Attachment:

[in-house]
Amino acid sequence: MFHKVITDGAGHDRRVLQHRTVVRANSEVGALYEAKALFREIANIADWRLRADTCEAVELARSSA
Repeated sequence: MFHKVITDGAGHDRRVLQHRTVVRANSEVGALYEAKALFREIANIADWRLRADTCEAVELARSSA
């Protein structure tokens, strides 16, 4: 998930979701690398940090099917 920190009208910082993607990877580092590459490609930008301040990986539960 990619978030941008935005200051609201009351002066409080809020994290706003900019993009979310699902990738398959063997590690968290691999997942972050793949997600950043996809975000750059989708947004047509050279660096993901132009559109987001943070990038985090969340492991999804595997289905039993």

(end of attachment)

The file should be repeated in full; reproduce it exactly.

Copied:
[in-house]
Amino acid sequence: MFHKVITDGAGHDRRVLQHRTVVRANSEVGALYEAKALFREIANIADWRLRADTCEAVELARSSA
Repeated sequence: MFHKVITDGAGHDRRVLQHRTVVRANSEVGALYEAKALFREIANIADWRLRADTCEAVELARSSA
């Protein structure tokens, strides 16, 4: 998930979701690398940090099917 920190009208910082993607990877580092590459490609930008301040990986539960 990619978030941008935005200051609201009351002066409080809020994290706003900019993009979310699902990738398959063997590690968290691999997942972050793949997600950043996809975000750059989708947004047509050279660096993901132009559109987001943070990038985090969340492991999804595997289905039993």